LCIA transparency drive welcomed as anonymised challenge decisions published – OUT-LAW.com

Posted February 15th, 2018 in anonymity, arbitration, judgments, news, publishing by sally

‘The recent publication of an online database of anonymised arbitrator challenge decisions by the London Court of International Arbitration (LCIA) is a “significant development in regards to transparency”, an expert has said.’

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OUT-LAW.com, 14th February 2018

Source: www.out-law.com

Ecclesiastical court judgments – December and January – Law & Religion UK

Posted February 1st, 2018 in courts, ecclesiastical law, judgments, news by tracey

‘Review of the ecclesiastical court judgments during January 2018, & additional judgments from 2017.’

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Law & Religion UK, 31st January 2018

Source: www.lawandreligionuk.com

Application of Provincial Court decisions – Law & Religion UK

Posted January 30th, 2018 in Church of England, courts, ecclesiastical law, judgments, news by sally

‘On 8 February, General Synod will consider the Report of the Revision Committee, GS 2064Y, on the draft Church of England (Miscellaneous Provisions) Measure, GS 2064A. An issue of relevance to ecclesiastical jurisdiction is Clause 7, which will finally resolve an on-going issue of the applicability of decisions of the Provincial Courts.’

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Law & Religion UK, 29th January 2018

Source: www.lawandreligionuk.com

Kisses and cuddles not enough… – Transparency Project

Posted January 23rd, 2018 in adoption, judgments, learning difficulties, news by sally

‘The BBC recently reported that two children were to be adopted ‘as kisses and cuddles [were] not enough‘.’

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Transparency Project, 20th January 2018

Source: www.transparencyproject.org.uk

Crowdsourcing “can accurately predict court decisions 80% of time” says study – Legal Futures

Posted January 8th, 2018 in civil justice, judgments, legal aid, news by sally

‘Crowdsourcing is an accurate predictor of court judgments, at best proving accurate in over eight out of ten cases, according to a rigorous analysis.’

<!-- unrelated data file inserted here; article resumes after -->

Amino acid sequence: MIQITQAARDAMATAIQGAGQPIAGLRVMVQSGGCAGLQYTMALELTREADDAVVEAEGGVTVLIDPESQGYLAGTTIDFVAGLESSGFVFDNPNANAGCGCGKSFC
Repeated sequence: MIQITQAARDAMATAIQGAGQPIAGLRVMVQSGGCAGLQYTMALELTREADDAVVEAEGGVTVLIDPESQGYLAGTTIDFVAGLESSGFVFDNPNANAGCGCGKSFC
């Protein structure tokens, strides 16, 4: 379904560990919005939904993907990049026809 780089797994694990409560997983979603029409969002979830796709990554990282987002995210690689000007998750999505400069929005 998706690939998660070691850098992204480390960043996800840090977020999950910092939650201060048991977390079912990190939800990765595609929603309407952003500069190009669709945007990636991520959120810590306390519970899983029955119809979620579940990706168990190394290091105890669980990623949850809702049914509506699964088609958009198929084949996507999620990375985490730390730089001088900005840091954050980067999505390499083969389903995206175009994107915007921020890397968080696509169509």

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Legal Futures, 8th January 2018

Source: www.legalfutures.co.uk

10 cases that defined 2017 – UK Human Rights Blog

Posted January 4th, 2018 in human rights, judgments, news by sally

‘2017 has been a dramatic year in global politics and no less in the world of human rights law.’

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UK Human Rights Blog, 22nd December 2017

Source: ukhumanrightsblog.com

Court of Appeal upholds assignments of pre-LASPO CFAs – 4 New Square

Posted December 11th, 2017 in agreements, appeals, assignment, contracts, costs, fees, judgments, law firms, news by sally

‘Today [5 December] the Court of Appeal gave it’s eagerly awaited judgment in Budana v The Leeds Teaching Hospitals NHS Trust [2017] EWCA Civ 1980. Overturning the decision of DJ Besford in the County Court at Kingston-Upon-Hull, the court ruled that a pre-LASPO CFA could validly be transferred from one firm of solicitors to another, even after 1 April 2013, in such a way as to preserve the right to recover success fees and ATE premiums, provided all three parties (client and both firms) expressly so agreed.’

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4 New Square, 5th December 2017

Source: www.4newsquare.com

‘Significantly More Vulnerable’: The Court of Appeal Explains – Garden Court Chambers